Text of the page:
I recently had the opportunity to be interviewed by Rebecca Sausner, editor of The Inner Circle, of USBanker and chock full of valuable information on the banking and financial industry. We had a great interview and Rebecca is an excellent editor and asks very insightful questions and comments.
The title of Rebecca's post on our interview is: "Life is One Big Networking Event".
Take a look:
New Year's resolutions that involve career advancement usually require a stepped-up networking effort. Consultant and author Andrea Nierenberg takes the art of networking to a new level, and has brought her message to executives at Citigroup, JP Morgan Chase, Merrill Lynch, Goldman Sachs, HSBC and Deutsche Bank, among other financial services clients. Nierenberg’s most recent book, “Savvy Networking, 118 Fast and Effective Tips for Business Success,” boils down her message into bite-sized pieces.
Nierenberg summarized things further in a recent interview with The Inner Circle.
Rebecca Sausner: A lot of your work talks about the power of networking. But it seems like young people in particular don’t appreciate this. What advice would you give to a 25-year-old woman just starting her banking career?
Andrea Nierenberg: I say the word networking is a very misunderstood word because people hear the word and says, `Oh my gosh, that’s something I have to go ‘do’, I’m not good at it.’
Really, when you think about this, it’s just a mindset of meeting and connecting and starting to cultivate relationships. And even today a lot of people, every generation does it their own way, yet we are all very similar in the fact that we come back to the same goals. It doesn’t always have to be an organized event, if you just think about who your contacts are, who your connections are, who the people you want to meet and how do you want to develop a relationship with them. You kind of do a little pre-thinking and pre- planning and be inquisitive.
RS: So why is it so hard for some people?
AN: Some people are just are blocked. They say, `I don’t want to go to an event. I don’t want to walk into a room and be standing there with all these strangers; I don’t know what to say.’
And I say, `Well, you know what, if you think about strategic and structured networking, which is at an event—whether it’s your alumni, could be at a bank, an industry meeting, or a professional association or whatever—you’ve got a lot of advantages in the fact that you can do some pre-planning. Go to the Website, look up some people who might be there so if you do get to meet them you have a couple `get to know you' questions. You could be prepared with your own introduction. There’s things you can do in advance to prep you so that when you go there, take the initiative to walk up to people and introduce yourself.’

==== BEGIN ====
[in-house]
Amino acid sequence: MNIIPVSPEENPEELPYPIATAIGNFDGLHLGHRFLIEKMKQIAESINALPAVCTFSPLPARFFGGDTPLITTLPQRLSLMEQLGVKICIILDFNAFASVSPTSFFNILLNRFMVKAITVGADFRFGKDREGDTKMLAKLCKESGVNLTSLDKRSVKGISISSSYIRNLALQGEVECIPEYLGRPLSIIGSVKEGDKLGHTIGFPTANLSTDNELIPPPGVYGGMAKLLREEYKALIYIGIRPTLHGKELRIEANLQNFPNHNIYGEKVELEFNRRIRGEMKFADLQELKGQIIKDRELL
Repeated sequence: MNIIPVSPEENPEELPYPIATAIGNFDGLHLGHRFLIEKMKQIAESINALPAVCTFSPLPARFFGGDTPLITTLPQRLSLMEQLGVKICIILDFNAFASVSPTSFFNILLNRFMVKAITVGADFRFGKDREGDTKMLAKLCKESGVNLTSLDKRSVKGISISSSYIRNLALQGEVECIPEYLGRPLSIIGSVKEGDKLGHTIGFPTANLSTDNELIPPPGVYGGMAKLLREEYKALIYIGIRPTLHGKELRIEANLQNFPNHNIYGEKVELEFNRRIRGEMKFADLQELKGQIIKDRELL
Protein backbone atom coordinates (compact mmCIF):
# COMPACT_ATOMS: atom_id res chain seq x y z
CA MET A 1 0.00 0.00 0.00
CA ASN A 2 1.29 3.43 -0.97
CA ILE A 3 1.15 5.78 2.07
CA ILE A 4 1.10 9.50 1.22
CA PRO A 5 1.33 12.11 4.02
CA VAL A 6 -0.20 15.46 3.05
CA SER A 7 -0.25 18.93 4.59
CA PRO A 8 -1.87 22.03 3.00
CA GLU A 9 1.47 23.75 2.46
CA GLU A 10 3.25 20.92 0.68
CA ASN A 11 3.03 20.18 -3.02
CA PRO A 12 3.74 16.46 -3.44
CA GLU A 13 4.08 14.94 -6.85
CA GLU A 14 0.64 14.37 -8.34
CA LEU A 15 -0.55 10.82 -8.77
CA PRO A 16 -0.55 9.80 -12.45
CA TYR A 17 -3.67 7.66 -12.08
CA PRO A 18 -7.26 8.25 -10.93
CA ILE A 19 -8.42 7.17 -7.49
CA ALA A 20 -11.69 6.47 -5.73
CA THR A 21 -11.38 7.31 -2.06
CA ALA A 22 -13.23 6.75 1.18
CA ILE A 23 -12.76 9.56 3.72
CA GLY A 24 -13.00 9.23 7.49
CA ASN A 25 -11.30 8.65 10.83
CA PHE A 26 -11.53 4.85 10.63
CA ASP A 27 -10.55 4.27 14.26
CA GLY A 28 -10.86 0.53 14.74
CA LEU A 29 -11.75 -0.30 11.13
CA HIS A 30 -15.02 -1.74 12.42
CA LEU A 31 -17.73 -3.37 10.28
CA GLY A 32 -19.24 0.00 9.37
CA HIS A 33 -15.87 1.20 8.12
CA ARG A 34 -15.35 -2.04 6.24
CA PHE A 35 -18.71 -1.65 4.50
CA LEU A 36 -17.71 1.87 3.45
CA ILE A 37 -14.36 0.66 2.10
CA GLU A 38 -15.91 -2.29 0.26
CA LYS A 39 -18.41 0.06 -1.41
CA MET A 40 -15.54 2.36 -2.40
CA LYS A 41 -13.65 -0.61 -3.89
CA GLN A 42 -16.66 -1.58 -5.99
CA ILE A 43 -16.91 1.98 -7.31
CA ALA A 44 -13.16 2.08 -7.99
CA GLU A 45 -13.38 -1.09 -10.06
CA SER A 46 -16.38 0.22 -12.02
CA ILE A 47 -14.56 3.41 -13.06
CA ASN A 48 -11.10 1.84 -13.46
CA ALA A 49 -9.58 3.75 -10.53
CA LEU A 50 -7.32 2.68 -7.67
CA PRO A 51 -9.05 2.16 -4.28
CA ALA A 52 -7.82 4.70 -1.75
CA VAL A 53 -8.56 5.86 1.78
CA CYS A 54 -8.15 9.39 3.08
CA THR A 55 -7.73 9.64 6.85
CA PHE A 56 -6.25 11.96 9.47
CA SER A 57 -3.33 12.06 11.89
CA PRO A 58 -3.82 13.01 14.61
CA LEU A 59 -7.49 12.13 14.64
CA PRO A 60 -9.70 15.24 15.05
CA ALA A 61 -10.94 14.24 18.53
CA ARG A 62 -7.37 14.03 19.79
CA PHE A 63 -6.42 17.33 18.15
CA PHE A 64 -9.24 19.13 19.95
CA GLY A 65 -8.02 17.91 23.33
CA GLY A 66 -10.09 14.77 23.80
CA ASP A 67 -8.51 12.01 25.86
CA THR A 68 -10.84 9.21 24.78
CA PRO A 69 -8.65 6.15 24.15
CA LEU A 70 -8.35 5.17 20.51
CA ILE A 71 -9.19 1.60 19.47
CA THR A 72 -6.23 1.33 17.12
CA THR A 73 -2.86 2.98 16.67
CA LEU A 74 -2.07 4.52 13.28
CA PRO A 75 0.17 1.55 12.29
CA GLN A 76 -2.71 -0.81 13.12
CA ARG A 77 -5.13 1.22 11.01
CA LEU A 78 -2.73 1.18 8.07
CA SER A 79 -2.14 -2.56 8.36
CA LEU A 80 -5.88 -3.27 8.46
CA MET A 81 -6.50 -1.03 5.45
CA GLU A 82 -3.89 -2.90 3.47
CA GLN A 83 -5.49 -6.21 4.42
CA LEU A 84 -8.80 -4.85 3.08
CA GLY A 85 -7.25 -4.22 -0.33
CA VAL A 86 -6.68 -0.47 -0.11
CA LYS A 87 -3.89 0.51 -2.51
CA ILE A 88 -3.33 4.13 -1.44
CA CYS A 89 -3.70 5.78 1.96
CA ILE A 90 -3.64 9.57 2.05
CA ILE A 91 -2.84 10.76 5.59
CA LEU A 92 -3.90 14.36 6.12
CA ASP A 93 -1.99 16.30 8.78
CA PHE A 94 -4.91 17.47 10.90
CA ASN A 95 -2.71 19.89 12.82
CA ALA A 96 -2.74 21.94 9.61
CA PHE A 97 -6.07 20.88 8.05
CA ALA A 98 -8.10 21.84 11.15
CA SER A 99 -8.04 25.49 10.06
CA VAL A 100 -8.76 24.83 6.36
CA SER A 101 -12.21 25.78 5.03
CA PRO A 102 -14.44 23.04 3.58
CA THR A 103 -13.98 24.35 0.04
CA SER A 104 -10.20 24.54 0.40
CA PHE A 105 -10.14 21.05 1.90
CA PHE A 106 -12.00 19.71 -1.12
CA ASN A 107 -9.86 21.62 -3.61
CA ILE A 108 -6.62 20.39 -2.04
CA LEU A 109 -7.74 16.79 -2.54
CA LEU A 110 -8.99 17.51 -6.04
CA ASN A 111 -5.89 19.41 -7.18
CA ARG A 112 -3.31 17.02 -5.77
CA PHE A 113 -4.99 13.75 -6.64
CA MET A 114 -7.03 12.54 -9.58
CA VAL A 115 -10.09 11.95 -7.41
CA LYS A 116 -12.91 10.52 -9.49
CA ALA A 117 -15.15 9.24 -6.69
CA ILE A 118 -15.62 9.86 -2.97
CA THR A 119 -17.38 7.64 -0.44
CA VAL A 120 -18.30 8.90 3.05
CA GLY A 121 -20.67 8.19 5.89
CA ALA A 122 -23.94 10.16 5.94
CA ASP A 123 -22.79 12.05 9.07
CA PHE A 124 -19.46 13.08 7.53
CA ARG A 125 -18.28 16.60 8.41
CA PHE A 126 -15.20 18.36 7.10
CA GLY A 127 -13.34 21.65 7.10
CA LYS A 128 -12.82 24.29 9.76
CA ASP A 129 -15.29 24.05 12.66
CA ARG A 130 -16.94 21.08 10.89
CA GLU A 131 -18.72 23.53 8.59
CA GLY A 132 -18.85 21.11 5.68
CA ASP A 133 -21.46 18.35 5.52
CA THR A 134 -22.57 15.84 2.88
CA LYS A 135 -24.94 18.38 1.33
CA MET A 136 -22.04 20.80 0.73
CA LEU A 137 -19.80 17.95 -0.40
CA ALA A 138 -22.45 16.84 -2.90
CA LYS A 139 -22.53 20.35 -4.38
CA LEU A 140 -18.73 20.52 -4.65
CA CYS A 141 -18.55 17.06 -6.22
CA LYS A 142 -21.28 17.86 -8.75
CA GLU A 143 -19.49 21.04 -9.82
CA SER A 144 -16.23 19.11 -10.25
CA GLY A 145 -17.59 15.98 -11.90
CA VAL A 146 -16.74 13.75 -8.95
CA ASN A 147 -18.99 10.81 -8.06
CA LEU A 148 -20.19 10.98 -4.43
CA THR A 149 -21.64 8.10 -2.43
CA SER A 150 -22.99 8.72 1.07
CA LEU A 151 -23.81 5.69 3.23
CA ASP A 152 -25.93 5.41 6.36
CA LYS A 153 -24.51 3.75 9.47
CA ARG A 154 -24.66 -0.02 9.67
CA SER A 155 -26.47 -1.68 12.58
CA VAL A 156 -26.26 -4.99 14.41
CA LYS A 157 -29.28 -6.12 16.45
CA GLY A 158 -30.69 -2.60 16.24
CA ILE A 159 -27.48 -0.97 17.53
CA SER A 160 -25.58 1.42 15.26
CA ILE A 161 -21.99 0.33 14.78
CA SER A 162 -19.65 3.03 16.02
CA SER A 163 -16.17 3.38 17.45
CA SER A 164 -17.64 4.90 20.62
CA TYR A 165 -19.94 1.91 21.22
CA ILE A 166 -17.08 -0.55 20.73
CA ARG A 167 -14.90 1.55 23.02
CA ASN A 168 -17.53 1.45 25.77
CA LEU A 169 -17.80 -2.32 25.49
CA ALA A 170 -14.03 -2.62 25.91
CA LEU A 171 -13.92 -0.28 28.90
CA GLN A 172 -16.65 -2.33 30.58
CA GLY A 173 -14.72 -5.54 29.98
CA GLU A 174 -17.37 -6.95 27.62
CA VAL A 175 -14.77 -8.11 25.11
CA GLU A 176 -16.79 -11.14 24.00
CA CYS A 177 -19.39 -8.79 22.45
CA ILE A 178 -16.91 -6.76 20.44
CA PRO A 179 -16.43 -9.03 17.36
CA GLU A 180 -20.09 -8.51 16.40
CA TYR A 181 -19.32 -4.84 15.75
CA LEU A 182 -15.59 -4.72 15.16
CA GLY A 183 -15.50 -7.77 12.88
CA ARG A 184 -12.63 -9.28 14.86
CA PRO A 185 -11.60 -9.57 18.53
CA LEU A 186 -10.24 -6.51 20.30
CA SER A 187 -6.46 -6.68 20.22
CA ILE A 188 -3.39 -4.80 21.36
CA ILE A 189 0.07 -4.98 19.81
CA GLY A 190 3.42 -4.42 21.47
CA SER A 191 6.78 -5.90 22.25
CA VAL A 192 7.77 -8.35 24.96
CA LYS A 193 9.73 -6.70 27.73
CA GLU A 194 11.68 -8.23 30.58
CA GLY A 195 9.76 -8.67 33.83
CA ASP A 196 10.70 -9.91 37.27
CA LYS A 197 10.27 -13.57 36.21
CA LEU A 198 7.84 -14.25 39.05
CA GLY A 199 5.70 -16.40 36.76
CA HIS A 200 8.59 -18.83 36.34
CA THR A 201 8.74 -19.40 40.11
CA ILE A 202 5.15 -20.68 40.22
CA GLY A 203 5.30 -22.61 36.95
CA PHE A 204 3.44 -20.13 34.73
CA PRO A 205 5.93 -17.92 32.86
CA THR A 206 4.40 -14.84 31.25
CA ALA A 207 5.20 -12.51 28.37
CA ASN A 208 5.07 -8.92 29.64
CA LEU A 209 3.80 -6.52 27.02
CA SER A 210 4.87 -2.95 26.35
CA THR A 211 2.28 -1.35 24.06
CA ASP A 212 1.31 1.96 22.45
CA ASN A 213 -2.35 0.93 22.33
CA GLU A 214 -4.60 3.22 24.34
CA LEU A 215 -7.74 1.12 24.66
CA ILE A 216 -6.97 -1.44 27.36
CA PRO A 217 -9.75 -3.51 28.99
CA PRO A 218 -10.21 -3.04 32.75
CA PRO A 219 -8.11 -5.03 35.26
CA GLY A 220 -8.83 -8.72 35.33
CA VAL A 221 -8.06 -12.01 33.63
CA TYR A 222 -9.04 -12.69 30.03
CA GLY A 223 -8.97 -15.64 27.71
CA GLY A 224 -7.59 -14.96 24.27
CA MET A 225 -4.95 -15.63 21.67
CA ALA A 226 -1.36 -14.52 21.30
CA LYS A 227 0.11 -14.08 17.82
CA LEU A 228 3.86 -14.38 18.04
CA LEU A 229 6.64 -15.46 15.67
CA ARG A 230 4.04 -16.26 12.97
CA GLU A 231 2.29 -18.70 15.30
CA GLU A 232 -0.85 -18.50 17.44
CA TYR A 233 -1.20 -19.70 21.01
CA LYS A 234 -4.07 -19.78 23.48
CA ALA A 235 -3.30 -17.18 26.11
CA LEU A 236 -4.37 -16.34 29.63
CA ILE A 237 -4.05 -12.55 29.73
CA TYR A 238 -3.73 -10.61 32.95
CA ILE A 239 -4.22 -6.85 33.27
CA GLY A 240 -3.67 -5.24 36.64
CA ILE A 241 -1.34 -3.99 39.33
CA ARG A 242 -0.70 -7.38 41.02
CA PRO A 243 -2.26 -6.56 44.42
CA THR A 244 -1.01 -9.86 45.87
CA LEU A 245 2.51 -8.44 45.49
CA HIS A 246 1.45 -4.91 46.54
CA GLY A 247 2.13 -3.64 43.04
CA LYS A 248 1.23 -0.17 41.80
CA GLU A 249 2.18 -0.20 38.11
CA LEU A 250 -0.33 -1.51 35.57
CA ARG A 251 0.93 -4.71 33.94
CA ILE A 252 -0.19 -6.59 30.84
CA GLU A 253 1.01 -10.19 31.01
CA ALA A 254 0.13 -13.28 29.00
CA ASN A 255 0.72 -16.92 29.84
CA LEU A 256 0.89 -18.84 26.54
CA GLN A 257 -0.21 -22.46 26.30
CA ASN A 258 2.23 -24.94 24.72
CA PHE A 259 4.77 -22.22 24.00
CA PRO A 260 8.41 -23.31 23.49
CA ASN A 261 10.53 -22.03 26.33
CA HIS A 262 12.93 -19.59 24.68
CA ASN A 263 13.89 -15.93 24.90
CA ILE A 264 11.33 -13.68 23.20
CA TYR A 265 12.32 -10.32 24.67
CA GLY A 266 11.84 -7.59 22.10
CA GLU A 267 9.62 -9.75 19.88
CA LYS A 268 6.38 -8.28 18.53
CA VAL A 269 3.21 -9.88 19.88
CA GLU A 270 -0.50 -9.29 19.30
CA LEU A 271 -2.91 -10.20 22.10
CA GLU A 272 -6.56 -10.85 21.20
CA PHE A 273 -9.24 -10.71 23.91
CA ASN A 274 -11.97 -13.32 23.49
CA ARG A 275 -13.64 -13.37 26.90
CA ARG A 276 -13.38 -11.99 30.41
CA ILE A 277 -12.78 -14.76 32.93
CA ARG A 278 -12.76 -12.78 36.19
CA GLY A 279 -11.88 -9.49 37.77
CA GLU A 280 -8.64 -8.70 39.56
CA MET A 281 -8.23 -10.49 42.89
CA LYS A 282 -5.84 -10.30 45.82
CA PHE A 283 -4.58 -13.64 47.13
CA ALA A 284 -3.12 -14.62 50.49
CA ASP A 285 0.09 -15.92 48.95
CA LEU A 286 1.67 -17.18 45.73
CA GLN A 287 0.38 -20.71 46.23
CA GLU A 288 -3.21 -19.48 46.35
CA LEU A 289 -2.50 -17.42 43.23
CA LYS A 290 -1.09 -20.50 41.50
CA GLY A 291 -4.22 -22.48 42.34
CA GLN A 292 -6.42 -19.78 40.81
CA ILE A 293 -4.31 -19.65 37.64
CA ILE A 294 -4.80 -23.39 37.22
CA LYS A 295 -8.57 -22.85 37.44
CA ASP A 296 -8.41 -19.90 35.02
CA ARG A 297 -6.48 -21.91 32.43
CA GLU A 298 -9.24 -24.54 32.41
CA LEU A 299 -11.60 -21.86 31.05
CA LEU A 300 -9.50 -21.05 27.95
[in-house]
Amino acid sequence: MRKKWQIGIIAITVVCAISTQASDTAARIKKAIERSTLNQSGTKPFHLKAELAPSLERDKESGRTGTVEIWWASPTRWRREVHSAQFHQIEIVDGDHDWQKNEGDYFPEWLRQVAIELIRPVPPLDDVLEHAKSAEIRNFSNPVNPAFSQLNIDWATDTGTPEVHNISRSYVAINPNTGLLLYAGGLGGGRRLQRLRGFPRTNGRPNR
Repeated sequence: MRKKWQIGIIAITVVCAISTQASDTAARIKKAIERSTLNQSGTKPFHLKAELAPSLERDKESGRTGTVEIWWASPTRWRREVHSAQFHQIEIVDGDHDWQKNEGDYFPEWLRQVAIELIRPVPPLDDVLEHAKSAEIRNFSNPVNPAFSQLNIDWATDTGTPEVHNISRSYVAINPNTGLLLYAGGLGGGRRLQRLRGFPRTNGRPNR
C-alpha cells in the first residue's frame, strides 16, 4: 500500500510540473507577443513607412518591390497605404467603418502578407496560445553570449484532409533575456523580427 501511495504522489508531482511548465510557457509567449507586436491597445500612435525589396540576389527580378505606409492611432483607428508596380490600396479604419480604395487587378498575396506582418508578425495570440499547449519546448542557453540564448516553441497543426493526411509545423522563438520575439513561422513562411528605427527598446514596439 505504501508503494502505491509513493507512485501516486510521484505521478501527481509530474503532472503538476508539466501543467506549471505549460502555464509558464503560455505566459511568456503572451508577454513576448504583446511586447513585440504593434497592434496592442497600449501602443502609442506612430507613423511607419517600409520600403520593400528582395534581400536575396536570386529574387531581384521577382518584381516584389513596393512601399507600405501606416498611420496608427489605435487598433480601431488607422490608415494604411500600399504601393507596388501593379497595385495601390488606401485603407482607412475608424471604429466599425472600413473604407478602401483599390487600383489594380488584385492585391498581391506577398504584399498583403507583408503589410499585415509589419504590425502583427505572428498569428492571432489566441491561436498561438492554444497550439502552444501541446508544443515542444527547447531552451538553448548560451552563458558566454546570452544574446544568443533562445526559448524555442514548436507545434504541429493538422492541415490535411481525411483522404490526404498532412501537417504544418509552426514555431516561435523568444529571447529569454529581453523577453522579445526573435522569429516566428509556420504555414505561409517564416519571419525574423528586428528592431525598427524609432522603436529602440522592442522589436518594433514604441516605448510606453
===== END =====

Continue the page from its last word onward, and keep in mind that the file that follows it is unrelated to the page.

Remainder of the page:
You can also start to think about the fact that life is one big networking opportunity. Everywhere you go, be inquisitive, be open, be on. Make sure when you go places you ask people questions, just have an inquisitive mind.
RS: You have your own networking method. Can you give us an overview of that?
The method is that I put down a goal every single day. I have what I call the `power of three'…What I do faithfully every single day is reach out to three different people in three different sources. I will send an article, a thank you note, say just touching base hope you had a nice holiday season. I’ll have done some homework about all these people so I know there’s a reason to reach out. People say to me isn’t that a lot of work? I say it may sound like a lot of work, but that’s individual touching of people, touching base, that’s all it is.
The other thing to keep in mind is people come in and out of your life all the time. I don’t technically stay in touch with all 3,000 people in my database; I’m just talking about the people I have a relationship with at that point.
RS: What do you think is the biggest mistake people make in networking?
AN: Very simple, they want to get without giving. People want a job, they want business, they want…I think when people try to hard to “get something” that’s where they fall down.
RS: What is one thing I can do today, or tomorrow, to strengthen my network?
AN: Put down one industry event you’d like to get involved with, and contact them, and then go with a goal in mind that you’re going to meet at least two to three new people, learn something about them and find a way to follow up. That’s one thing. The other thing you could do is nurture your current network, invite somebody out for a drink or a lunch or a breakfast or just touch base, send them an article. It’s just taking action to do something. It’s common sense; it’s just not always common practice.
Networking isn’t always about who you know, it’s about who knows you and will return your phone calls and emails.